The University of Alabama

Interactive Technology Available at UA Museum

Todd Hester, a naturalist at UA's Museum of Natural History, and Allie Sorlie, an education specialist, take turns using the museum's latest acquisition -- the IRIS Active Earth Monitor Kiosk.

Todd Hester, a naturalist at UA’s Museum of Natural History, and Allie Sorlie, an education specialist, take turns using the museum’s latest acquisition — the IRIS Active Earth Monitor Kiosk.

TUSCALOOSA, Ala. — Students and other museum visitors will now have vast earth science and geology information at their fingertips, thanks to a new permanent display at The University of Alabama’s Museum of Natural History.

The Incorporated Research Institutions for Seismology Active Earth Monitor Kiosk recently became a permanent addition at the museum. The customizable, computer-based earth science display allows museum visitors to explore earth geology, geologic settings, historical earthquake accounts and recent research about seismic activity, said Randy Mecredy, director of UA’s Alabama Museum of Natural History.

“Using touch-screen technology, you can view maps of real-time earthquake data and actual earthquake activity that has happened in the past few months,” Mecredy said. “Scroll through pages to learn about the geology of the New Madrid Seismic Zone. Read about eye witness accounts of earthquakes that occurred more than a century ago — there’s even a page on Myth Busting, such as the Mississippi River running backwards.”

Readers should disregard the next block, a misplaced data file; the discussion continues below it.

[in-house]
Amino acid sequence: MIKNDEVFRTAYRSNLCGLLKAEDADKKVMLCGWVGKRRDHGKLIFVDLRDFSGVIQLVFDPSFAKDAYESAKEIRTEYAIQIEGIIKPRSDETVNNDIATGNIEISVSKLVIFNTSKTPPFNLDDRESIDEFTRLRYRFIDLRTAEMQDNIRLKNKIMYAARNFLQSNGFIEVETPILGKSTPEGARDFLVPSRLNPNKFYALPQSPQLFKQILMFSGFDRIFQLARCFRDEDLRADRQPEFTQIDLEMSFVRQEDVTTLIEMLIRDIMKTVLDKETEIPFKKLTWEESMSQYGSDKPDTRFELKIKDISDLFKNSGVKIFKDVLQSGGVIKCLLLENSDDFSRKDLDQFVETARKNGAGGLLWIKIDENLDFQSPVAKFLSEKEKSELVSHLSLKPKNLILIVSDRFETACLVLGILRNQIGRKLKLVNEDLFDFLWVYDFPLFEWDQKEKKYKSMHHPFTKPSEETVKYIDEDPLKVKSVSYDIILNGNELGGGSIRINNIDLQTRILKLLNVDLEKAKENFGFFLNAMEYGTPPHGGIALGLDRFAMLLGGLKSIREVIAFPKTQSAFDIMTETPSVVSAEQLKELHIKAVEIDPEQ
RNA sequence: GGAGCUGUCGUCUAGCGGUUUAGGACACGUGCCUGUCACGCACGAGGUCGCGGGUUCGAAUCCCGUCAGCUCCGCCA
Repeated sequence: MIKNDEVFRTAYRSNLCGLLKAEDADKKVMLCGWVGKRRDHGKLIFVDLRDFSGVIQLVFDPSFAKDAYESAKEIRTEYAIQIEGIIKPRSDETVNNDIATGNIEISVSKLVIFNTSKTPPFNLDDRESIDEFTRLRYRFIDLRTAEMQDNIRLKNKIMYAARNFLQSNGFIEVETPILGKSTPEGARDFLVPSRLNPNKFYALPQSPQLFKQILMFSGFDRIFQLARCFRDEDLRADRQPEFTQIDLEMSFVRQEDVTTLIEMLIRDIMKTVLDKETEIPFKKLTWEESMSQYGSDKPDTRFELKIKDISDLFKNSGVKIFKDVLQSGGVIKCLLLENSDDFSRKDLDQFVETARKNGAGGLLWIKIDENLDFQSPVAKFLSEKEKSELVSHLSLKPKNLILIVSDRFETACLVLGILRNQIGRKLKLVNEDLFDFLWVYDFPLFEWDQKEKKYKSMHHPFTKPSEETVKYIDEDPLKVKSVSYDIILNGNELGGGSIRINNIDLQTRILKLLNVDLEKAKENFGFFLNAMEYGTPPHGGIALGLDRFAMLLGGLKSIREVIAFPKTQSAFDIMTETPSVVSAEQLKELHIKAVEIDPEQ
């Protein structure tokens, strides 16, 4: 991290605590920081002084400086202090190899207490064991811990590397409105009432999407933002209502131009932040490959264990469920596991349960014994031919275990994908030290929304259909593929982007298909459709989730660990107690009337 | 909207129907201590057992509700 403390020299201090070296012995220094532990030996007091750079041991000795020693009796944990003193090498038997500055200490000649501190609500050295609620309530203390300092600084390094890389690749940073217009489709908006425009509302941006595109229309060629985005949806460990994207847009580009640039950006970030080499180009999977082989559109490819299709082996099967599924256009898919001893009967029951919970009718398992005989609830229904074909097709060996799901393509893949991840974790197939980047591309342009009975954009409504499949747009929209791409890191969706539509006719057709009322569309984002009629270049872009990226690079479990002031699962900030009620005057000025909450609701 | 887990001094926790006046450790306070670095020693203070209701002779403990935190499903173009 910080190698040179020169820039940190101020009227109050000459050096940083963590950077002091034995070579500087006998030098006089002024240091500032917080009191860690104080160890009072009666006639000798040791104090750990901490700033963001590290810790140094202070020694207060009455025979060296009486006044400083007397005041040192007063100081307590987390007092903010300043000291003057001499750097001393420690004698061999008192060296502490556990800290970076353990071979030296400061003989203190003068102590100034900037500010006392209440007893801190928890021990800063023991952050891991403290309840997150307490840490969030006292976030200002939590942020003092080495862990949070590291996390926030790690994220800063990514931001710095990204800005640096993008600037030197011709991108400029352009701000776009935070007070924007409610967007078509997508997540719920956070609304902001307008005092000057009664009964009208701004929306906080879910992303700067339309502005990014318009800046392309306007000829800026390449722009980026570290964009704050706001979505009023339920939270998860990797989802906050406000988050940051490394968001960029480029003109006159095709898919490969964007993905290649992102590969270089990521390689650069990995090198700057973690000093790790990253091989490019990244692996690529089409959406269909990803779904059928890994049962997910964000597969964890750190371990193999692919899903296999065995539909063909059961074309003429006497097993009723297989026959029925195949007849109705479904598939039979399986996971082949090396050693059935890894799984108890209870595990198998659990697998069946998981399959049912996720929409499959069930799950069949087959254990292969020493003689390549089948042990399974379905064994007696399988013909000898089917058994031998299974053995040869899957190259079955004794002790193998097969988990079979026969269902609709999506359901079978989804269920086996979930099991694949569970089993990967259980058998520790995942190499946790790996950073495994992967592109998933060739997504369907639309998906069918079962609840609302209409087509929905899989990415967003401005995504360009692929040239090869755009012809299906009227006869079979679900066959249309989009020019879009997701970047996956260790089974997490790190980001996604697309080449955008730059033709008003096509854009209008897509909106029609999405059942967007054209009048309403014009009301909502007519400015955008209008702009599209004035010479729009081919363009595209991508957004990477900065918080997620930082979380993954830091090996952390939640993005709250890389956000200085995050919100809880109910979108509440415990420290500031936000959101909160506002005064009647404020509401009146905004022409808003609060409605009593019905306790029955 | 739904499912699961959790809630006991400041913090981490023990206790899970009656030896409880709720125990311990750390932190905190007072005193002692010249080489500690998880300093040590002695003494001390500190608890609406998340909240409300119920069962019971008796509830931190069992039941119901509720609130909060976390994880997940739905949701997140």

Visitors can peruse pages of recent research with maps of national seismic hazards, information on newly discovered faults and learn about the varied challenges of forecasting future earthquakes in this region.

The display, which is located in the Rocks and Minerals exhibit in the museum’s Grand Gallery, was a joint effort between the museum and UA’s department of geological sciences.

Dr. Samantha Hansen, assistant professor of geological sciences, had originally applied for and received a one-year loan of the monitor, Mecredy said. At the end of the loan, the IRIS Consortium made the kiosk available for purchase, and the two areas combined resources to purchase the unique piece of equipment.

“Kids, students and adults are captivated by the digital technology and are intrigued by the information they can find,” Mecredy said. “We often see them checking back to see if any new seismic activity occurred since their last visit.”

UA’s Alabama Museum of Natural History is in Smith Hall near the Quad at the corner of Sixth Avenue and Capstone Drive on The University of Alabama campus. It is open 10 a.m. to 4:30 p.m. Monday through Saturday; admission is $2 per person.

The University of Alabama, a student-centered research university, is experiencing significant growth in both enrollment and academic quality. This growth, which is positively impacting the campus and the state's economy, is in keeping with UA's vision to be the university of choice for the best and brightest students. UA, the state's flagship university, is an academic community united in its commitment to enhancing the quality of life for all Alabamians.